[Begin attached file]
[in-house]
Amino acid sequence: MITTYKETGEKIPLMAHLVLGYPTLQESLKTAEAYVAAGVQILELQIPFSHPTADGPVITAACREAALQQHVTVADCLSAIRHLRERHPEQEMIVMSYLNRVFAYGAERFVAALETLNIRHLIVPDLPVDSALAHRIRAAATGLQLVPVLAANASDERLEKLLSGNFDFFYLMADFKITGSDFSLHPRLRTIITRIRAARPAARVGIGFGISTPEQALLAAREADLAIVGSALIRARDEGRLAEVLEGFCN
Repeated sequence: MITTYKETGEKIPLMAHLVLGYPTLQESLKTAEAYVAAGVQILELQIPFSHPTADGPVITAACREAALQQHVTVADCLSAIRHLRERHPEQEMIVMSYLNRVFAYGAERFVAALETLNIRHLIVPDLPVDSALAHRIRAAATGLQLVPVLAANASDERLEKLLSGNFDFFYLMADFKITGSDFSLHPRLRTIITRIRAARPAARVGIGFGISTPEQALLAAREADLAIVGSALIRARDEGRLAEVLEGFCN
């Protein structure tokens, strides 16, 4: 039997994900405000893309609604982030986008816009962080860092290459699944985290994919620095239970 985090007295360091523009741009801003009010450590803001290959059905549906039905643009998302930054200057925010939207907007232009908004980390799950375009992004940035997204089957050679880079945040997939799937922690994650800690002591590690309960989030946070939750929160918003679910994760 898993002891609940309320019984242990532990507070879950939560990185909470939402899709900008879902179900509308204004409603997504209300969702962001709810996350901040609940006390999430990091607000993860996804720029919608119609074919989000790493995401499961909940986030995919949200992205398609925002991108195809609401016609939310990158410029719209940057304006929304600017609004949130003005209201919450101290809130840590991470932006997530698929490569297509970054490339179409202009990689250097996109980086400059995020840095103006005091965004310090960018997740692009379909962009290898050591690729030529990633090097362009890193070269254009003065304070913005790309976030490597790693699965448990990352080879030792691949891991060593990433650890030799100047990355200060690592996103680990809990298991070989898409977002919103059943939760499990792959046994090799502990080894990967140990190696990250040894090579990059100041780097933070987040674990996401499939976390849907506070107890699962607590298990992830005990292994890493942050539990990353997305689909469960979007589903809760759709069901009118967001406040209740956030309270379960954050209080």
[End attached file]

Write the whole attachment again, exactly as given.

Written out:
[in-house]
Amino acid sequence: MITTYKETGEKIPLMAHLVLGYPTLQESLKTAEAYVAAGVQILELQIPFSHPTADGPVITAACREAALQQHVTVADCLSAIRHLRERHPEQEMIVMSYLNRVFAYGAERFVAALETLNIRHLIVPDLPVDSALAHRIRAAATGLQLVPVLAANASDERLEKLLSGNFDFFYLMADFKITGSDFSLHPRLRTIITRIRAARPAARVGIGFGISTPEQALLAAREADLAIVGSALIRARDEGRLAEVLEGFCN
Repeated sequence: MITTYKETGEKIPLMAHLVLGYPTLQESLKTAEAYVAAGVQILELQIPFSHPTADGPVITAACREAALQQHVTVADCLSAIRHLRERHPEQEMIVMSYLNRVFAYGAERFVAALETLNIRHLIVPDLPVDSALAHRIRAAATGLQLVPVLAANASDERLEKLLSGNFDFFYLMADFKITGSDFSLHPRLRTIITRIRAARPAARVGIGFGISTPEQALLAAREADLAIVGSALIRARDEGRLAEVLEGFCN
């Protein structure tokens, strides 16, 4: 039997994900405000893309609604982030986008816009962080860092290459699944985290994919620095239970 985090007295360091523009741009801003009010450590803001290959059905549906039905643009998302930054200057925010939207907007232009908004980390799950375009992004940035997204089957050679880079945040997939799937922690994650800690002591590690309960989030946070939750929160918003679910994760 898993002891609940309320019984242990532990507070879950939560990185909470939402899709900008879902179900509308204004409603997504209300969702962001709810996350901040609940006390999430990091607000993860996804720029919608119609074919989000790493995401499961909940986030995919949200992205398609925002991108195809609401016609939310990158410029719209940057304006929304600017609004949130003005209201919450101290809130840590991470932006997530698929490569297509970054490339179409202009990689250097996109980086400059995020840095103006005091965004310090960018997740692009379909962009290898050591690729030529990633090097362009890193070269254009003065304070913005790309976030490597790693699965448990990352080879030792691949891991060593990433650890030799100047990355200060690592996103680990809990298991070989898409977002919103059943939760499990792959046994090799502990080894990967140990190696990250040894090579990059100041780097933070987040674990996401499939976390849907506070107890699962607590298990992830005990292994890493942050539990990353997305689909469960979007589903809760759709069901009118967001406040209740956030309270379960954050209080």